Partnership

IHEP: What kind of partnership agreements do you have with postsecondary institutions?

Today, we have 32 non-profit postsecondary institution partners, all in Colorado. In our student-focused agreements with colleges, we have outcome goals. It’s really important to sit down with a college president and say, “Relative to the goal we set last year, here is your progress. Here is where you’re doing great, and here is where we need to improve.” It’s about where “we” can improve because we’re in it together. We talk with college presidents about college access and completion rates for low-income, first-generation, and ethnic minority students, and—increasingly—students who speak another language at home. Our agreements also help institutions to behave in a way that makes our students successful, because these are written formal documents that we renew on an annual basis. They culminate with outcome goals that say, “Based on this partnership we have with you, this many DSF Scholars will persist from one year to the next, and this many students, who are within [X] credits of graduation, will actually graduate.”

That scholarship money not only is leveraged to get more institutional financial aid for students but also is leveraged to get students to behave in ways that make it more likely for them to enroll in and complete college.

IHEP: How did you develop a partnership with DPS?

At the time, the superintendent was Michael Bennet, who is now our U.S. Senator. We had a 20-to-30-page agreement with the school district; it outlined our partnership—explaining what DFS and DPS are responsible for—and how we can share data with one another. It’s an open-ended agreement, meaning that this arrangement continues until one of the parties gives the other 30 days’ notice to end the partnership.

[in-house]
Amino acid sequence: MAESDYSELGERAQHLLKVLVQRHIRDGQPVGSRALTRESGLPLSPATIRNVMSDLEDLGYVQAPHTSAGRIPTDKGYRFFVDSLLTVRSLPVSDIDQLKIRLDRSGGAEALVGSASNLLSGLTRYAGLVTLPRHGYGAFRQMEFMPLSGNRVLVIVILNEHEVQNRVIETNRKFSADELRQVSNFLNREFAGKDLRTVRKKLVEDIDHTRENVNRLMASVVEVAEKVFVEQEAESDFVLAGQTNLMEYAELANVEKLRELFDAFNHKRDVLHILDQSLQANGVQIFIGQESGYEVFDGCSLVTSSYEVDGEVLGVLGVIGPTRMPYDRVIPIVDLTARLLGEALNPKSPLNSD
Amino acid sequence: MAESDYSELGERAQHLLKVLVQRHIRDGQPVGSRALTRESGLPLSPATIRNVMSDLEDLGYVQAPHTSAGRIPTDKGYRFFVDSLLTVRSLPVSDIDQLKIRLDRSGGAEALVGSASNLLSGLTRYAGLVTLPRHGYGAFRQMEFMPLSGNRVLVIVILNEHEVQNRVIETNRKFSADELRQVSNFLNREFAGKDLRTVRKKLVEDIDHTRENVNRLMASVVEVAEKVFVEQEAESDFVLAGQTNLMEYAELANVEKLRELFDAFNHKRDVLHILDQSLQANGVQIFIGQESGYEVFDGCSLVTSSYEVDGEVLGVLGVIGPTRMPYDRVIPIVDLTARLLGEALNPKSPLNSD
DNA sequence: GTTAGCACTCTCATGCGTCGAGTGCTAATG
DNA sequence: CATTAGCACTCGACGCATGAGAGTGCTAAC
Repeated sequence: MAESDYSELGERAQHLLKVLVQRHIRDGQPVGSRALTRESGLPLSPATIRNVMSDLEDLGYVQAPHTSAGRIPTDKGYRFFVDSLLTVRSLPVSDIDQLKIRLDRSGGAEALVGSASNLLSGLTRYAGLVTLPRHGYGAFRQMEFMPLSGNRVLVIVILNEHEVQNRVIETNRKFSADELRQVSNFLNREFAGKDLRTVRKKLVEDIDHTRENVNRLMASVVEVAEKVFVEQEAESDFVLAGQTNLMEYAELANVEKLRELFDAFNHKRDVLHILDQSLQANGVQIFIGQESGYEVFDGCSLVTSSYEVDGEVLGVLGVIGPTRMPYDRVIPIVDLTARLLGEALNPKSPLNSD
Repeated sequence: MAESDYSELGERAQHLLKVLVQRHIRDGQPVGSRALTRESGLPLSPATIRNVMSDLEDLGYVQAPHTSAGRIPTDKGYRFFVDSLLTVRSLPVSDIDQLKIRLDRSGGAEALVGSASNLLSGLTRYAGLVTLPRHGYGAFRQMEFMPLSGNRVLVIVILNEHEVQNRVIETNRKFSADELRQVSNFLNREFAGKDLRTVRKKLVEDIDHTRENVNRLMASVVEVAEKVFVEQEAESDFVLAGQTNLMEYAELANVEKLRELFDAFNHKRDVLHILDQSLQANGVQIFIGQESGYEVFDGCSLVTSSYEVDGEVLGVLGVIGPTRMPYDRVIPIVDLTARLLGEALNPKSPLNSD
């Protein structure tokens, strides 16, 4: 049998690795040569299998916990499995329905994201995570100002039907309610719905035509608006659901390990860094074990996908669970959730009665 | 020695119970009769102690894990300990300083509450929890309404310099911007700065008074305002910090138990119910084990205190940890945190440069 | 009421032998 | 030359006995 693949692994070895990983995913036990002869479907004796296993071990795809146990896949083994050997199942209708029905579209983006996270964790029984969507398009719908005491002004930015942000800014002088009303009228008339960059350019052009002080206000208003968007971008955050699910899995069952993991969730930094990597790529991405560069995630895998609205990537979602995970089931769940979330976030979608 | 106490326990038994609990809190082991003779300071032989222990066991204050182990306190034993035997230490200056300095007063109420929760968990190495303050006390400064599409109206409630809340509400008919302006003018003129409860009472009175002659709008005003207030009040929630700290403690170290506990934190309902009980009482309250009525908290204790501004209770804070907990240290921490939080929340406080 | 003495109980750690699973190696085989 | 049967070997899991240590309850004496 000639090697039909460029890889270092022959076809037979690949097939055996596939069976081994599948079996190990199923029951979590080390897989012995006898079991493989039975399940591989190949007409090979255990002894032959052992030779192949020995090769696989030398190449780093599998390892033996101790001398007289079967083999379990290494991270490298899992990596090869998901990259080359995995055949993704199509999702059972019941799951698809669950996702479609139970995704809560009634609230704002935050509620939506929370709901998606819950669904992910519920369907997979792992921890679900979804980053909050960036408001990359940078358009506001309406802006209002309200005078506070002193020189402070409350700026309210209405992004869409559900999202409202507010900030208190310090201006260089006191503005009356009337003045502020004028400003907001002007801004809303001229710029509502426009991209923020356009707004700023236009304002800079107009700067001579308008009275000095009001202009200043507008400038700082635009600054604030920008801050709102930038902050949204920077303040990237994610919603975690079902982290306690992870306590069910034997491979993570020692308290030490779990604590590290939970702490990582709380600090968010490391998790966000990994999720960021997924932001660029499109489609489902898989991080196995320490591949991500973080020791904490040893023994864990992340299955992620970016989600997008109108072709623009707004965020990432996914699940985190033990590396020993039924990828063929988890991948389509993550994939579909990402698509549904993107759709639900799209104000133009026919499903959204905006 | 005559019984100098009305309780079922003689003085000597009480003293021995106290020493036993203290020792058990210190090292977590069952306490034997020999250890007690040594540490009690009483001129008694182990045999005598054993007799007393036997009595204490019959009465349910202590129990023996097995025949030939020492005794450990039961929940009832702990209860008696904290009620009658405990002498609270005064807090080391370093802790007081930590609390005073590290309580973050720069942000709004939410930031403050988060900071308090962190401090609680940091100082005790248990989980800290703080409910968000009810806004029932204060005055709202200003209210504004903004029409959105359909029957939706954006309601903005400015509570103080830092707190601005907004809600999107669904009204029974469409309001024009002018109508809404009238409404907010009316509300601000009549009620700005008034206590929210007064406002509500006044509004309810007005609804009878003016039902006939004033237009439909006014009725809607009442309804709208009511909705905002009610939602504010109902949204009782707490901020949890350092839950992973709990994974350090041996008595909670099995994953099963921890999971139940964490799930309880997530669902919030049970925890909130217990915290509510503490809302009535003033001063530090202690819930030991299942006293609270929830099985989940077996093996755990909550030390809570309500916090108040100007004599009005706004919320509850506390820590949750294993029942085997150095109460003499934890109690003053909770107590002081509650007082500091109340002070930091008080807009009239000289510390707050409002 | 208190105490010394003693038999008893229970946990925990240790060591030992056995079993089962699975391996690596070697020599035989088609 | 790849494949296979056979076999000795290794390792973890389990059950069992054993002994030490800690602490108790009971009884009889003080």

The school board president was originally on our board at DSF and worked with the school board for support. Principals were also consulted in the development of our program model. Because the partnership really started from the top and didn’t involve every level of DPS, including counselors and teachers, there were concerns about whether DSF was a threat. Some people wondered if we were trying to replace school counselors, now that we were putting college advisors in the schools. But through a lot of work and an amazing, talented program team, we made it clear that we’re not successful without our partners; none of us will succeed without the other. It’s not about egos— it’s about students. Since then, we have become an integral part of the schools, and we are considered members of the team, collaborating most closely with the school counselors, teachers, and other precollegiate service providers.

IHEP: How else do you engage with students and staff at DPS?

We meet as a leadership team with principals and counseling staff at least twice a year, at the beginning and end of each year. At the beginning, we say, “Here’s how many seniors you have. Let’s set goals. How many college applications? How many scholarships? How are we going to meet with every senior?” At the end of the year, we say, “Here’s how we did this year. We should start thinking about next year.” In most DPS high schools, we also have Future Centers, which are at the core of our college access strategy. They are staffed by experts in financial aid, the college admission process, and postsecondary pathways programs. The advisors meet regularly with school counselors throughout the year to collaborate. Our commitment to DPS is to maintain the Future Centers. Our superintendent says, “For every dollar I invest in DSF, I get $7 back in terms of college access and completion services.”